As Crude Tests Begin, Ethiopia Touts Nascent Oil, Gas Industry
Ethiopia’s nascent energy industry is gathering pace, with a unit of China Poly Group Corp. starting test output of crude oil in a volatile border region and the government estimating initial annual income of $1.2 billion when gas exports begin from the area.
Oil and gas income will be a major boost to the landlocked Horn of Africa nation’s economy, bringing in much-needed foreign exchange as well as saving on imported fuels, Prime Minister Abiy Ahmed said late Wednesday in a televised address. The United Arab Emirates this month pledged $3 billion in aid and investments to Ethiopia.
Earnings from estimated natural gas reserves of 8 trillion cubic feet from the Ogaden Basin may be as much as $7 billion a year once it can produce at full capacity, Abiy was cited by the state-owned Ethiopian Herald as saying on Thursday. Beijing-based China Poly that day began crude testing in three areas of the Hilala and Calub localities of Ogaden, which borders war-torn Somalia.
Ethiopia’s economy -- the fastest-growing on the continent -- is state-planned and focused mostly on agriculture, export-led manufacturing and large-scale infrastructure projects. Since Abiy took office in April, the ruling party has announced plans to open up state monopolies including airlines and telecommunications to foreign investors, while oil- and gas development, planned for years, is gearing up.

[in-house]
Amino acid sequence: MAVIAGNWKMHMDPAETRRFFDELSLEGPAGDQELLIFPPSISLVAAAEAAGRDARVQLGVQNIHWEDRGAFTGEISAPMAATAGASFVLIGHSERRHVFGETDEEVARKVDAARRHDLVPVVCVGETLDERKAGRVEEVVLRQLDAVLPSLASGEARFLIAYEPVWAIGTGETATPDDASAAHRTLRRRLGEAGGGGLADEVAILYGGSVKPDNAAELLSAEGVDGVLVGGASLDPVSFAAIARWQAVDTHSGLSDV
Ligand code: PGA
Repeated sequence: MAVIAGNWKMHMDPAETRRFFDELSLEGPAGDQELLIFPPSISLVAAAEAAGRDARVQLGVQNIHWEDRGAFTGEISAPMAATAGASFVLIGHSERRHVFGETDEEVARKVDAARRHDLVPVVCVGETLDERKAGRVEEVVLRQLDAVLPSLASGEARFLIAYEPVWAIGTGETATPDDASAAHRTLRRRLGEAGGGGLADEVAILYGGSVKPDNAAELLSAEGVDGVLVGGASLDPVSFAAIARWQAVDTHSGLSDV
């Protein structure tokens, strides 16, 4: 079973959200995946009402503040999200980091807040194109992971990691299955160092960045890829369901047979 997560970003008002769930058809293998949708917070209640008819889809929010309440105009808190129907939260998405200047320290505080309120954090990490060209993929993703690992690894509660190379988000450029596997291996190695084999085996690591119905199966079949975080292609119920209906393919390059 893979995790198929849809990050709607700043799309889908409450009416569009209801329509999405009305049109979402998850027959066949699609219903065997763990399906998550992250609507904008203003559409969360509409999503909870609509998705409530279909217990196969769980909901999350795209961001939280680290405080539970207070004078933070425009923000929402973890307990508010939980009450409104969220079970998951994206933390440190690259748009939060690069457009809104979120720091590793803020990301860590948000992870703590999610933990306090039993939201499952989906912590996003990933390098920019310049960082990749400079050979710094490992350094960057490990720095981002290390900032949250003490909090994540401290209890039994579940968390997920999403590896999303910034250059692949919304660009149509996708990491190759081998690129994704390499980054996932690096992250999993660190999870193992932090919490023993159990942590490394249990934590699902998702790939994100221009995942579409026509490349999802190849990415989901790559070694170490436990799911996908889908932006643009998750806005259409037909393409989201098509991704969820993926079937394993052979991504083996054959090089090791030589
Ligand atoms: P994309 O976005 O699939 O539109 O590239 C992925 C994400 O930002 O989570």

Ethiopia plans a natural gas pipeline from the Ogaden to a port complex on the Red Sea in neighboring Djibouti. Abiy said on Wednesday that construction will start in September and exports will begin in 2021.
Poly-GCL Petroleum Group, a partnership between China Poly and closely held Hong Kong-based Golden Concord Group Ltd., signed five production-sharing agreements with Ethiopia in 2013 to explore in the Ogaden.
After Abiy met Somali President Mohamed Abdullahi Mohamed in mid-June, they announced they’d develop four seaports in unspecified locations to serve the Red Sea and Indian Ocean as well as highways linking the two countries.
“We discussed how this oil goes to their direction and comes to our direction,” Abiy said in his Wednesday address. Abdisaid Ali, national security adviser to Somalia’s president, and Nafisa Santur, senior political adviser to the country’s prime minister, didn’t immediately respond to Bloomberg requests for comment on the ports.
Abiy also talked about increasing security cooperation with Somalia’s federal government, referring to forces that may try to halt the project in the disputed area.
In April 2007, an Ethiopian rebel group, the Ogaden National Liberation Front, attacked a site operated by China’s Zhongyuan Petroleum Exploration Bureau in the area, killing nine Chinese workers and 65 Ethiopians. The insurgents have been fighting for self-determination since 1984.